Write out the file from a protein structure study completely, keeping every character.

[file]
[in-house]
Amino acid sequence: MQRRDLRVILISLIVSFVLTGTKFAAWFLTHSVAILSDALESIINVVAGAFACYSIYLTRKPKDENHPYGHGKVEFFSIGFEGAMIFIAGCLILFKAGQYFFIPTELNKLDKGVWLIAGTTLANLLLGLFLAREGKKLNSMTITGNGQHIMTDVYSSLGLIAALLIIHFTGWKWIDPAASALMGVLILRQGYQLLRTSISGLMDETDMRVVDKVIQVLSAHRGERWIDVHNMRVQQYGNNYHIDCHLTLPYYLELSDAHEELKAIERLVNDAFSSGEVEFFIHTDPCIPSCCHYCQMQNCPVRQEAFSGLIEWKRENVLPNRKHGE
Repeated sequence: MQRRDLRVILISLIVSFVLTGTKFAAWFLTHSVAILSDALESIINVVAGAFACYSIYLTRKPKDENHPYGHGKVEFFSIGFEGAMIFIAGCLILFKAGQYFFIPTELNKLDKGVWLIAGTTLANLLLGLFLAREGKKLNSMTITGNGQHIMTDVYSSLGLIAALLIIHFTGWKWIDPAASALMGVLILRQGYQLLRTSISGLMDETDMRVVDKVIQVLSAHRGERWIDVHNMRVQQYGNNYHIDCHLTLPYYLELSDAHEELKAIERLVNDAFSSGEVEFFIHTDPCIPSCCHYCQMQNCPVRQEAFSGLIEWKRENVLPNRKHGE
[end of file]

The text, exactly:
[in-house]
Amino acid sequence: MQRRDLRVILISLIVSFVLTGTKFAAWFLTHSVAILSDALESIINVVAGAFACYSIYLTRKPKDENHPYGHGKVEFFSIGFEGAMIFIAGCLILFKAGQYFFIPTELNKLDKGVWLIAGTTLANLLLGLFLAREGKKLNSMTITGNGQHIMTDVYSSLGLIAALLIIHFTGWKWIDPAASALMGVLILRQGYQLLRTSISGLMDETDMRVVDKVIQVLSAHRGERWIDVHNMRVQQYGNNYHIDCHLTLPYYLELSDAHEELKAIERLVNDAFSSGEVEFFIHTDPCIPSCCHYCQMQNCPVRQEAFSGLIEWKRENVLPNRKHGE
Repeated sequence: MQRRDLRVILISLIVSFVLTGTKFAAWFLTHSVAILSDALESIINVVAGAFACYSIYLTRKPKDENHPYGHGKVEFFSIGFEGAMIFIAGCLILFKAGQYFFIPTELNKLDKGVWLIAGTTLANLLLGLFLAREGKKLNSMTITGNGQHIMTDVYSSLGLIAALLIIHFTGWKWIDPAASALMGVLILRQGYQLLRTSISGLMDETDMRVVDKVIQVLSAHRGERWIDVHNMRVQQYGNNYHIDCHLTLPYYLELSDAHEELKAIERLVNDAFSSGEVEFFIHTDPCIPSCCHYCQMQNCPVRQEAFSGLIEWKRENVLPNRKHGE